The spirit of Virgil Abloh lives on at Louis Vuitton in Paris
Here are some highlights from the spring-summer 2023 shows on Thursday in Paris.
“Long live Virgil… How many kilometers away?” went Lamar’s live rap to Vuitton’s sultry spectacle. The set recalled the spirit of the Wizard of Oz and the childhood obsessions common to Abloh’s creations – as did a marching band and a colorfully dressed dance troupe that appeared at the start and end of the show.
This spring-summer show was the first that Abloh had not designed. Rather, it was designed by the Vuitton studio in his mind.
Omar Sy, Jessica Biel, Justin Timberlake, Joel Edgerton and Naomi Campbell demonstrated the continued appeal of the designer’s legacy.
It’s a remarkable feat for a studio to emulate the styles of a former designer – with originality.
This was the case at Thursday’s: from shirt hems cut in original ways in zigzag patterns, to appliques of 3D paper airplanes on suits, and to otherworldly elongated silhouettes.
A finely tailored jacket with trompe l’oeil prints provided one of many touches of old-fashioned luxury. Moments like this in this collection seemed to surpass even Abloh’s own runway designs.
They walked a careful line between the playful styles associated with the house since 2018 and the refined luxury tailoring seen under predecessor Kim Jones.
The screen’s strength was due to its many design prowess. An example was the size of a black double-breasted jacket that had been pulled up to look like a V on the side. Its very silhouette evoked the monogram of the house.
Louis Vuitton’s design studio has just bucked the trend of too many cooks spoiling the broth.
DEATH DEFYING FASHION AT HOMME PLISSE ISSEY MIYAKE
Blurring the line between fashion and performance, the Japanese house of Issey Miyake for Homme Plisse used a troupe of acrobats who twisted, danced and appeared to court death for a spectacular Paris Fashion Week men’s show.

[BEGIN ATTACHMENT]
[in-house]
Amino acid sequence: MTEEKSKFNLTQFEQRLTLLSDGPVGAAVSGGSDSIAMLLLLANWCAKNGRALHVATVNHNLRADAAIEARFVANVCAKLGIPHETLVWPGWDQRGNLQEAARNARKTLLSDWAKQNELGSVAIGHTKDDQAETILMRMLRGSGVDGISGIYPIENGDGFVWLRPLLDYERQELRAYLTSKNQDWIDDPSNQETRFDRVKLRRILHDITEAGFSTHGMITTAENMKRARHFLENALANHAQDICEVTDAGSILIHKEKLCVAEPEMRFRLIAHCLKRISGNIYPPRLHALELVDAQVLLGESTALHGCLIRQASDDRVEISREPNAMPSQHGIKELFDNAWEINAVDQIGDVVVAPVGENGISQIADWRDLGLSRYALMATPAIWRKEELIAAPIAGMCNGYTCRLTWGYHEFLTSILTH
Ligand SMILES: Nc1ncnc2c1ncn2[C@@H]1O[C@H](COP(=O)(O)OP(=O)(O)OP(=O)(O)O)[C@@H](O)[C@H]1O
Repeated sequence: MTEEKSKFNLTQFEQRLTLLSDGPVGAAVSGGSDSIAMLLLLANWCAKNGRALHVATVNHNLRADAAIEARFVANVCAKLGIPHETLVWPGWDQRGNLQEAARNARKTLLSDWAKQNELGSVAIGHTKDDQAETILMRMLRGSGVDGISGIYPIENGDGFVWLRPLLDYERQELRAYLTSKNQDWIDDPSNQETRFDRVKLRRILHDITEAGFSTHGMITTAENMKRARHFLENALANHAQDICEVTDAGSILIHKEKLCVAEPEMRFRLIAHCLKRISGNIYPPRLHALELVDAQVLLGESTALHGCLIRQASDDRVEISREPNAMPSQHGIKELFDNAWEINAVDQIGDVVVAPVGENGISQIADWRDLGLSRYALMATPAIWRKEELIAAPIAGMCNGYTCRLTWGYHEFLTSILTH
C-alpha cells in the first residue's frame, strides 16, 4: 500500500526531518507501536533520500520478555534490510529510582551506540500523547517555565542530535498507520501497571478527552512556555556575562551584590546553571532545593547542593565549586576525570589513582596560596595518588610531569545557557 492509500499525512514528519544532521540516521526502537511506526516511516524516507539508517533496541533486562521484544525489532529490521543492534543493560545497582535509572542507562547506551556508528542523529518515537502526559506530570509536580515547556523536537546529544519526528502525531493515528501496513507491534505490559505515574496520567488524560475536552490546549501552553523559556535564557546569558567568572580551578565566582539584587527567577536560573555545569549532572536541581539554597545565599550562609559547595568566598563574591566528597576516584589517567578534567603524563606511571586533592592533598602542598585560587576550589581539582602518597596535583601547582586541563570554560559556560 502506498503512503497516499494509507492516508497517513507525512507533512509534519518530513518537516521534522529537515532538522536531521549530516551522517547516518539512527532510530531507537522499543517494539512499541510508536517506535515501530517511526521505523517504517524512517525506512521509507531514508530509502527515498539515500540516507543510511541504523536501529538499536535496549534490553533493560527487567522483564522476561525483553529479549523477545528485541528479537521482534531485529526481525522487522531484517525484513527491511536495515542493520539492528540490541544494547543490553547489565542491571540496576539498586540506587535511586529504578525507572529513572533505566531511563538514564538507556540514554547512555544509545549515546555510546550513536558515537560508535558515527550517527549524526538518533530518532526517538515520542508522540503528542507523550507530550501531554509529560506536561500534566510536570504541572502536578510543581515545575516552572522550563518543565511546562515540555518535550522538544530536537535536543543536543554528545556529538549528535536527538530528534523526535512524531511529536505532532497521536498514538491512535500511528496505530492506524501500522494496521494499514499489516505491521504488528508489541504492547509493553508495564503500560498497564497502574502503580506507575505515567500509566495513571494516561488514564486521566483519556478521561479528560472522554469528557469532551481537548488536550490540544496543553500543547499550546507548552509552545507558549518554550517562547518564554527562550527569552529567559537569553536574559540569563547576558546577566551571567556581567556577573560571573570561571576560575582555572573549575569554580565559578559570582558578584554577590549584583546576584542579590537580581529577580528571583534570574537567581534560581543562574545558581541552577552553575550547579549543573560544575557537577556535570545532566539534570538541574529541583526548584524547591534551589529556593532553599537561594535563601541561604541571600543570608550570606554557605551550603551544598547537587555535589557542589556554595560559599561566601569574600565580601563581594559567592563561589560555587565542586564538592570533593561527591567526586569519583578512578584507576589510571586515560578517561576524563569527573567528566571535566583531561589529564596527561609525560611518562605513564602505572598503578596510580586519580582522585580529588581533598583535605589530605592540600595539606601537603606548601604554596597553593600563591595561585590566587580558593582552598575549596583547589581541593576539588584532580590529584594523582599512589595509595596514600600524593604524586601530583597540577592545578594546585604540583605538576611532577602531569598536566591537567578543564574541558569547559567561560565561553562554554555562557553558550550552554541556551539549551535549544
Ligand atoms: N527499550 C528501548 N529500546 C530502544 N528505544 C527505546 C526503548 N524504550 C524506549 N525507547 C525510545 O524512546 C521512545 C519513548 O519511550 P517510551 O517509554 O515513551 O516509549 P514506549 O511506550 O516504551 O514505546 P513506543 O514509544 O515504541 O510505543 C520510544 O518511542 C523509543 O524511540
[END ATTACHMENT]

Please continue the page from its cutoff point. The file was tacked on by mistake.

In vibrant hues inspired by flowers and vases, models mingled with artists inside the newly renovated La Poste du Louvre for this quirky and sensitive showcase of fashion creations through dance.
From a hidden ledge above the courtyard track, a dance troupe suddenly rose up mid-show to gasps from the audience. In loose, pastel-coloured pleated garments, the performers then descended ladders, before performing death-defying leaps, drops and falls. Performers were launched through the air like missiles, only to be grabbed by dancers across the yard. There was no safety net above the hard stone floor.
The show was directed by Rachid Ouramdane of the Théâtre National de Chaillot, with a collective of acrobats, Compagnie XY.
Fashion itself was soft in comparison. Gradual curves at the neck and belly mimicked the shapes of vases with a nice weight that produced a dynamic silhouette. A pleated tunic in pastel red was paired with a cropped jacket, with chest panels that resembled an Asian warrior. Elsewhere, a bright dandelion waistcoat featured studded pockets that fanned out like a flower opening.
Color blocking was also a strong theme – with pastel purple contrasting with blush and grape black on one look, and pastel yellow and midnight blue on another. It was a strong comeback on the catwalks for Homme Plisse at Issey Miyake.
ANCIENT EGYPT BY RICK OWENS
American designer Rick Owens drew inspiration from the ancient world, returning from a trip to Egypt and a visit to the Temple of Edfu on the Nile.
Often a philosopher, Owens said his “personal preoccupations … felt petty about that kind of timelessness.” In recent seasons he has commented on the impact of the pandemic on fashion and beyond – and embraced the lockdown as a moment of introspection.
Owens has always had an aesthetic inspired by ancient Egyptian clothing, with togas, drapes and high priestess styles gracing her catwalks. But on Thursday’s show, he turned the dial for a very personal take on these silhouettes.
“Lying down in the dirt with the Valley of the Kings within sight was a prospect I loved,” he said.
Like the long stone sculptures of the ancient temple, the figures were elongated by layering clothes to make the belly fall low. The dark flared pants were so long that the fabric brushed the stone steps as the models descended the hall of the Palais de Tokyo. It created a funky surreal effect.
The “extreme shoulders” – giant and rounded – created that Egyptian priest vibe, adapted by the American fashion master in chiffon, crisp cotton and garish plaid.